Gestational hypertension

What is gestational hypertension and why does it happen?

Hypertension is defined as a blood pressure that is higher than 140/90. Severe hypertension is defined as a blood pressure that is higher than 150/110. Sometimes women who usually have a normal blood pressure will have hypertension during pregnancy. This is one of the most common complications of pregnancy. It happens in 5% of all pregnancies and 10% of first pregnancies. Women are at risk for gestational hypertension if they:

  • Are first time moms
  • Have sisters or mothers who had gestational hypertension
  • Are younger than 20 or older than 40
  • Had high blood pressure prior to pregnancy.

After week 20, hypertension can lead to pre-eclampsia, a severe condition that features high blood pressure and protein in the urine. To monitor you for gestational hypertension, your health care provider will check your blood pressure and measure the protein content of your urine. The results of these two tests will tell you whether you have gestational hypertension or are at risk for developing pre-eclampsia. If you have hypertension watch out for symptoms that may signal pre-eclampsia including, headaches, blurred vision, dizziness, nausea or vomiting, or shortness of breath. If you have high blood pressure prior to pregnancy, or factors that increase your risk of developing or worsening high blood pressure during pregnancy, you may benefit from taking ASA. You should take two 81 mg tablets at bedtime; to be effective this must be started before 16 weeks of pregnancy.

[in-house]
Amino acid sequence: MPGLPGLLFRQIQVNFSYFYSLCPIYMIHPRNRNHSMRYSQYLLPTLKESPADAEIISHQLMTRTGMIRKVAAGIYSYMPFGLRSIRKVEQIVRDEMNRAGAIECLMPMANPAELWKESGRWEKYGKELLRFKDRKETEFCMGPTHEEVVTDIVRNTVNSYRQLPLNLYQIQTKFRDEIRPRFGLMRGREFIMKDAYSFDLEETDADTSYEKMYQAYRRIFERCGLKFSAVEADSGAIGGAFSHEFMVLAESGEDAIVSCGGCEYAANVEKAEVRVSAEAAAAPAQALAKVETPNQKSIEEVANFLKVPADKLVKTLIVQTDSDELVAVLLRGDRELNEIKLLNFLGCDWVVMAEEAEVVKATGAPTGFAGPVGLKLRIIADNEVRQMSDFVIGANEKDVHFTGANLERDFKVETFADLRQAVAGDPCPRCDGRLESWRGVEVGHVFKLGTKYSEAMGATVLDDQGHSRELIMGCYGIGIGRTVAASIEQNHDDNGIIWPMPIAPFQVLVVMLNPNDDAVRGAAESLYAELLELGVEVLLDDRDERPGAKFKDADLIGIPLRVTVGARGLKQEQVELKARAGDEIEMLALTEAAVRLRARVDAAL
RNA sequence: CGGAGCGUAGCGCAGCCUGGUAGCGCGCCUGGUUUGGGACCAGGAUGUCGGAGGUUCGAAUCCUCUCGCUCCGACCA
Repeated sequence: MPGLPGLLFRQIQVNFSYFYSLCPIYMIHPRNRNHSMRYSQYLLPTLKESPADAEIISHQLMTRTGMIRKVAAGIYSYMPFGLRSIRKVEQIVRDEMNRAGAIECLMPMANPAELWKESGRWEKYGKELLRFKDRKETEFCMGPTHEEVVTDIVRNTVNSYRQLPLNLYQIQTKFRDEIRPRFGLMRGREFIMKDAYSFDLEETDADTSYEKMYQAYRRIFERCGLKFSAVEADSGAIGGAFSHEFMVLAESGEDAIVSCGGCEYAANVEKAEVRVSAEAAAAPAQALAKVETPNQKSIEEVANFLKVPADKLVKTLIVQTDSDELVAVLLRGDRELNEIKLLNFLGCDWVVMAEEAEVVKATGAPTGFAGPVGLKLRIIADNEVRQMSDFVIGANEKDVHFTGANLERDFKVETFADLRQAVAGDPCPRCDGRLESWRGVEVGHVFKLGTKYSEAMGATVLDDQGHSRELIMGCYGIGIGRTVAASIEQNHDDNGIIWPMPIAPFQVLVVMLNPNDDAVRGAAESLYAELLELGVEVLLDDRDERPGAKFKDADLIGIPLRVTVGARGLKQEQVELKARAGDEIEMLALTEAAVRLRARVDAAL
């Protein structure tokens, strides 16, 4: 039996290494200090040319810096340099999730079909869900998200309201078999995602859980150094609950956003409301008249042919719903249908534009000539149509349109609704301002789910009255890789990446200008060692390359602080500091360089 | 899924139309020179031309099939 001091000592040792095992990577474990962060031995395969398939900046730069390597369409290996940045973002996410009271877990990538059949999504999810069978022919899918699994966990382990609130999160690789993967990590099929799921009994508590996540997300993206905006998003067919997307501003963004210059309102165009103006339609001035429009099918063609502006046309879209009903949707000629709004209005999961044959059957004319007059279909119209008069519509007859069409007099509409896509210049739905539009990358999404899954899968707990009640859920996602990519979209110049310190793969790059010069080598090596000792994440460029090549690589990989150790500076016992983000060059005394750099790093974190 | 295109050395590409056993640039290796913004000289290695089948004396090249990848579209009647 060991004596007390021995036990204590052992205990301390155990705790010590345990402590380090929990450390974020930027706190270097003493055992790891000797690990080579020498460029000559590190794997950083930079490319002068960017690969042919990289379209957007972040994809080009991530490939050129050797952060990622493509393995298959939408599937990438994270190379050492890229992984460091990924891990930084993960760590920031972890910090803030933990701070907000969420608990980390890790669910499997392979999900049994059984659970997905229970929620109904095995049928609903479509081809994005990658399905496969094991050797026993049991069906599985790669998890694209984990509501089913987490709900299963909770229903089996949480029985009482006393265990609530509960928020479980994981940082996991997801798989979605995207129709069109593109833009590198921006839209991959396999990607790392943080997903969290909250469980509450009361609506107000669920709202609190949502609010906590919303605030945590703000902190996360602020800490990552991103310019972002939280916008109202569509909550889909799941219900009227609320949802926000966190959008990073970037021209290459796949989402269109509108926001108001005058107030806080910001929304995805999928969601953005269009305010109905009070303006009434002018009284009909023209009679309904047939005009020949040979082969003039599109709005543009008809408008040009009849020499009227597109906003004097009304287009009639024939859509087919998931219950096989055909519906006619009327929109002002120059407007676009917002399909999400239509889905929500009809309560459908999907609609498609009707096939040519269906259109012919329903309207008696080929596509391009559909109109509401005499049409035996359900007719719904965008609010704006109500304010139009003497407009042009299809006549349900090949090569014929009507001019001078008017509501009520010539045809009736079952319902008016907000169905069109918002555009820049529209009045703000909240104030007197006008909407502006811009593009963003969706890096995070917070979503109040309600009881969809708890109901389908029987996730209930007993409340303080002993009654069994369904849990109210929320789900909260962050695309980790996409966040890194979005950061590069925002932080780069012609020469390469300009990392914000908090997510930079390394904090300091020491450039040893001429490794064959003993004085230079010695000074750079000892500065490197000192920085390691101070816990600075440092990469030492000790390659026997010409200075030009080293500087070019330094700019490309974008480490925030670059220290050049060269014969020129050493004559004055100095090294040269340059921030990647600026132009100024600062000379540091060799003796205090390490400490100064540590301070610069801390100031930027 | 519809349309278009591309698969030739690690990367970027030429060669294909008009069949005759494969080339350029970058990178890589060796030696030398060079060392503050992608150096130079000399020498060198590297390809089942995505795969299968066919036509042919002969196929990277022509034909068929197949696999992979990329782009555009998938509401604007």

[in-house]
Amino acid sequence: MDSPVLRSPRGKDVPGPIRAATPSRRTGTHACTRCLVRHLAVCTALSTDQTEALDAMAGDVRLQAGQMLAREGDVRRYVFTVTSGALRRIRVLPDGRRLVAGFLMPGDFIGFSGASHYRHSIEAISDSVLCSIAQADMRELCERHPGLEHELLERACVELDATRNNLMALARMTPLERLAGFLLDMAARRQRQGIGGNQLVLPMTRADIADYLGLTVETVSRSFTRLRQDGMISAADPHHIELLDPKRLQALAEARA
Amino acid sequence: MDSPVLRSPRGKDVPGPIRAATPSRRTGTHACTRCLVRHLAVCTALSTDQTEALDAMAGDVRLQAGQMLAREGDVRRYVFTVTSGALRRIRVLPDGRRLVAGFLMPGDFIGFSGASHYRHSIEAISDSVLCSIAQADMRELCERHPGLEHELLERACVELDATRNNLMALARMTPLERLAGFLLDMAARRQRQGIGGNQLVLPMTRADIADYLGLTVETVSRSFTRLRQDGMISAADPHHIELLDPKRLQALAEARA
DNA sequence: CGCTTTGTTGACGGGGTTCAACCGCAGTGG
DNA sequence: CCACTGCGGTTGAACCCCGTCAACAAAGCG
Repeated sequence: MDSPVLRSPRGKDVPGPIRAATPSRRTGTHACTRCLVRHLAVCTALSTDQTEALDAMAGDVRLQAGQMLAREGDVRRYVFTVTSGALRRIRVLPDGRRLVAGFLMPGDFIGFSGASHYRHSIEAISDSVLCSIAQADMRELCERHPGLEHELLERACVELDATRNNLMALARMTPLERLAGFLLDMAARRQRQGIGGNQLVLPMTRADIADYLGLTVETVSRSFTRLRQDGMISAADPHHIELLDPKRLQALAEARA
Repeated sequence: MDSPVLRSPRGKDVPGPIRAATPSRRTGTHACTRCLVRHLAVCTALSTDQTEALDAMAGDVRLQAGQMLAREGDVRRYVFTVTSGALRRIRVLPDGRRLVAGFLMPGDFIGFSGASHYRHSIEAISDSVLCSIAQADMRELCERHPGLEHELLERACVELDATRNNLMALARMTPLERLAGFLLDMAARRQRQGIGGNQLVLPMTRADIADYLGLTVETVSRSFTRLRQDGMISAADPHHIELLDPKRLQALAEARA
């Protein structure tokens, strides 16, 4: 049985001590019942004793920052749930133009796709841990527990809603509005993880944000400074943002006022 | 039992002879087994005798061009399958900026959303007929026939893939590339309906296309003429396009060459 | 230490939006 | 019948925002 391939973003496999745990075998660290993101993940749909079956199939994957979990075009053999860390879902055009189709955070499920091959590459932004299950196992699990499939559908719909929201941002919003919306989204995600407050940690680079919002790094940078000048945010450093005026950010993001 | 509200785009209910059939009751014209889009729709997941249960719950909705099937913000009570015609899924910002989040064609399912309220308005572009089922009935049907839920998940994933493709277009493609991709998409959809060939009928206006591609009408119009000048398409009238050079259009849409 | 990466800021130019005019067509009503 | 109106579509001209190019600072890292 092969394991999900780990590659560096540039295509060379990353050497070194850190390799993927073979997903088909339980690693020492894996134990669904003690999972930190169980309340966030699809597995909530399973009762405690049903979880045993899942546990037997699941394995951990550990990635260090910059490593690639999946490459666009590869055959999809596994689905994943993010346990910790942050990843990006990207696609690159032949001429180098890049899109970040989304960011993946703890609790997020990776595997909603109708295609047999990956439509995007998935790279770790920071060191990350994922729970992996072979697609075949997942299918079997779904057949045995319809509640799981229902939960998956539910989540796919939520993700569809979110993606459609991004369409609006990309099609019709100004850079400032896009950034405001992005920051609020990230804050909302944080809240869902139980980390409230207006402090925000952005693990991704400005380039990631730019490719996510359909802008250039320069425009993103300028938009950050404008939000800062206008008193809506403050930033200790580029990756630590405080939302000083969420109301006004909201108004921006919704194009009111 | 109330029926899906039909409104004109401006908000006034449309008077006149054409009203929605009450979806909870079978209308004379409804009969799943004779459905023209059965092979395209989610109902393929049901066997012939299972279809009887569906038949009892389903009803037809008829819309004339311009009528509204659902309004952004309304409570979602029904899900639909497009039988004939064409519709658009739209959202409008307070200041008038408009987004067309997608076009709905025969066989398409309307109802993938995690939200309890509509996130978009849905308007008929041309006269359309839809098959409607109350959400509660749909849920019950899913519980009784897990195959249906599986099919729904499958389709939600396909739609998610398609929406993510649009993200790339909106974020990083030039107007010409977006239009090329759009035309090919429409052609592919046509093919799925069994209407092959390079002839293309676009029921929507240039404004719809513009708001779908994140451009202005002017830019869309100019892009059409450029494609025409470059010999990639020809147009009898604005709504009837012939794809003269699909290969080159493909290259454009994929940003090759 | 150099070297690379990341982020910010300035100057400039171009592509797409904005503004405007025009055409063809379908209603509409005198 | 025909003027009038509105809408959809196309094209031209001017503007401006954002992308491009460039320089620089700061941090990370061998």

What is pre-eclampsia?

Pre-eclampsia is a potentially serious complication of pregnancy that is marked by high blood pressure and the presence of protein in the urine. No one knows exactly why it happens, but it is thought to start with improper development of the vessels in the placenta. The only cure for pre-eclampsia is delivery of the baby, so if you are diagnosed early in your pregnancy this can be a very difficult complication to manage.

How are gestational hypertension and pre-eclampsia treated?

If you have high blood pressure, you may undergo a number of other tests to see if your organs are still functioning well (e.g., liver and kidney function tests). If you have severe hypertension, you may be admitted to the hospital for care and so your baby can be monitored. Depending on the severity of your hypertension, treatment may include:

  • Rest
  • Calcium supplements
  • Medications
  • Delivery of your baby (depending on how many weeks pregnant you are)